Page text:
When 9.12 g of HCl was dissolved in 190 g of water, the freezing point of the solution was -4.65^{o}C. What is the value of the van't Hoff factor for HCl?

Here is what I did-

I know that I use: deltaT= K_{f} x m x i

rearranged to solve for i: deltaT/K_{f} x m

solving for molality:

mol HCl=0.250

kg solvent= .190

m=0.250/.190= 1.32

i= -4.65^{o}C/1.86 x 1.32 = -1.89

I am not sure if the value for i can be negative or if I did the problem correctly. Please help me! Thanks!

(delta)f{initial freezing-final freezing point as depression of freezing point occurs } =iKfM —> i = deltaf/KfM delta f = 0 - (-4.65) = +4.65 so i is +... actually we always take temperature in kelvin and freezing point of water is 272.15k and new freezing point is 267.50k.

Nirupama S. | Experienced Tutor for Math, Physics, Chemistry, and Test PrepExperienced Tutor for Math, Physics, Che...

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Although for this question, you will have to determine the Van't Hoff factor using the formula, there is a neat of verifying your answer.

Let us denote the Van't Hoff factor by i.

The i value for a molecule like say glucose (does not dissociate when dissolved in a solvent like water)is generally considered as 1.

The i value for a strong base or acid or salt is obtained by adding the number of anions and cations.

For eg: MgCl_{2 }has Mg^{+2 } and 2 Cl^{- }thereby a total of 3 ions.

But for a weak acid or a weak base i is considered to be 1.

Now for HCl, since it is a strong acid and is dissociated as H^{+} and Cl^{-}, we can expect it to have i value as 2 and the answer that you obtained as 1.89 is fairly close to 2.0

the Van't Hoff factor is always positive. Kf for water is -1.86 Kelvin/molal. Your works is otherwise correct, you're just missing the negative sign on Kf. Hope this helps.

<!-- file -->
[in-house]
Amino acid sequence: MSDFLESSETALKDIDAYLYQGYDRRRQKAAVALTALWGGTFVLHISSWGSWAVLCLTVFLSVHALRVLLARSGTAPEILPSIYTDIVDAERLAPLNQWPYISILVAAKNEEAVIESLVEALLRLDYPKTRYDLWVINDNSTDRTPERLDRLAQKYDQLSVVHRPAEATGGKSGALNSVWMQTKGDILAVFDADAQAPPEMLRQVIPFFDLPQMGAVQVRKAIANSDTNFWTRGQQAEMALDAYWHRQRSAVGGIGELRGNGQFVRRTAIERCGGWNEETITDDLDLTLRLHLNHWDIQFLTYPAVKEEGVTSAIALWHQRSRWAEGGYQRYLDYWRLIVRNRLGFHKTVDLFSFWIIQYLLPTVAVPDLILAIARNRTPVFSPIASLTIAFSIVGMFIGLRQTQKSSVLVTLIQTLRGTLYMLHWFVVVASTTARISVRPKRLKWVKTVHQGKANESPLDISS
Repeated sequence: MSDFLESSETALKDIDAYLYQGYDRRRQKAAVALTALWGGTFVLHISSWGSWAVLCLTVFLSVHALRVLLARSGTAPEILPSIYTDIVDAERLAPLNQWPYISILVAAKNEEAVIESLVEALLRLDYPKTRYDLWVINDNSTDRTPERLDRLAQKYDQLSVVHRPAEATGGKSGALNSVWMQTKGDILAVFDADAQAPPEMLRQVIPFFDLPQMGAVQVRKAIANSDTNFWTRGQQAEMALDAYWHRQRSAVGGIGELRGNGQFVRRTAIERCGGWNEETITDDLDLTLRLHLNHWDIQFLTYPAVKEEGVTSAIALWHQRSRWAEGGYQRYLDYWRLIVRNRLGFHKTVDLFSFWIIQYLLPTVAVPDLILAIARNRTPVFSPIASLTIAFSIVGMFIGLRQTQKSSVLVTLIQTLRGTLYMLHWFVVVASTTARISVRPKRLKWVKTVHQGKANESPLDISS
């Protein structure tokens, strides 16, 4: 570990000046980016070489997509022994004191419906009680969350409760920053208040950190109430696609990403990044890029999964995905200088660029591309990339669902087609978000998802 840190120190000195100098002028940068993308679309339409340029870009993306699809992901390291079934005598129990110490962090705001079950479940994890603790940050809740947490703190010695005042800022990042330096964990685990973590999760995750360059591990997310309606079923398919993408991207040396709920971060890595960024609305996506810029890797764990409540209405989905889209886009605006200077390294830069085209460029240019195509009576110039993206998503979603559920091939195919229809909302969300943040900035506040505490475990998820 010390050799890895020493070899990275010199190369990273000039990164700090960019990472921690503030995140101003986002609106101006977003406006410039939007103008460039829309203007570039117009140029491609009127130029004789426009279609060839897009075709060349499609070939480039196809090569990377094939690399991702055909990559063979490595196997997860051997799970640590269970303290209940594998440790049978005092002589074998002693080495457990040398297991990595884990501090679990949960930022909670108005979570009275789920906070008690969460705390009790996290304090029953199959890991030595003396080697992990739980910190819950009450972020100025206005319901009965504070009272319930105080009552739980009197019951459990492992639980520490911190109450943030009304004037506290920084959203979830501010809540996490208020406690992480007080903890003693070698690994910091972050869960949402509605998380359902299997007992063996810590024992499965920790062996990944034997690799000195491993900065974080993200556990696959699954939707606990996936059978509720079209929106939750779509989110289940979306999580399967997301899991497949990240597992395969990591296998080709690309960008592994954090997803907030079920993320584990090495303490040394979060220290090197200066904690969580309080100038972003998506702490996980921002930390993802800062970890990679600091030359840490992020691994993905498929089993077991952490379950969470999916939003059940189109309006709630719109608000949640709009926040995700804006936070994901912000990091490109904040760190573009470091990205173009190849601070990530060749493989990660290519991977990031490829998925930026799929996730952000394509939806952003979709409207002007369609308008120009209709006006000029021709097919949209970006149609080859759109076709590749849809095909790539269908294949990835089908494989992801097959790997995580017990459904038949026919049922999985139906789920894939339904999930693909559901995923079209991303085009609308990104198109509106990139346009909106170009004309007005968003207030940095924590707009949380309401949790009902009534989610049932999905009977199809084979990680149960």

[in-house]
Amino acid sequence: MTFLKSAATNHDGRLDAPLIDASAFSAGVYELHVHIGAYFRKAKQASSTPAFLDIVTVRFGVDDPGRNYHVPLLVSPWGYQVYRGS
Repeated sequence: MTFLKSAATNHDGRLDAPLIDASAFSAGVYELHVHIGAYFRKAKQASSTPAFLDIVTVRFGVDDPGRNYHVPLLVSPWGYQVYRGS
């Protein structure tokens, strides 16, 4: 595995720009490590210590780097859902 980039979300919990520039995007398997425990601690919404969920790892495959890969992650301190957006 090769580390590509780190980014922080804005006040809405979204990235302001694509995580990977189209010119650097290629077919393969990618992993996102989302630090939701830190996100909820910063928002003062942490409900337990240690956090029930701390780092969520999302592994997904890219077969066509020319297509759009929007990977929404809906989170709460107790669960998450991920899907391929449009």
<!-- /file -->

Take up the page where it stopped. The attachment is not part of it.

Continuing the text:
George C. | Humboldt State and Georgetown graduateHumboldt State and Georgetown graduate

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Even though the freezing point is depressed (negative), i is usually positive, or its absolute value. In some literature it has been negative. From the equation you see that a small amount of HCl causes a significant temperature change. Good property for an anti-freeze. However HCl would rapidly destroy the inside of an engine so not a good choice.

As long as you show your work, if you do include a negative sign there should be no penalty. It shows you were thinking that the freezing point dropped. Be aware that the boiling point is elevated.

NaCl which is added to water to cook live crabs will elevate the boiling point. Recently we were cooking crabs and my son added "too much" salt. We waited a very long time for that water to boil. Not part of your problem, but when you can apply it to everyday life it becomes more relevant.

## Comments

(delta)f{initial freezing-final freezing point as depression of freezing point occurs } =iKfM —> i = deltaf/KfM delta f = 0 - (-4.65) = +4.65 so i is +... actually we always take temperature in kelvin and freezing point of water is 272.15k and new freezing point is 267.50k.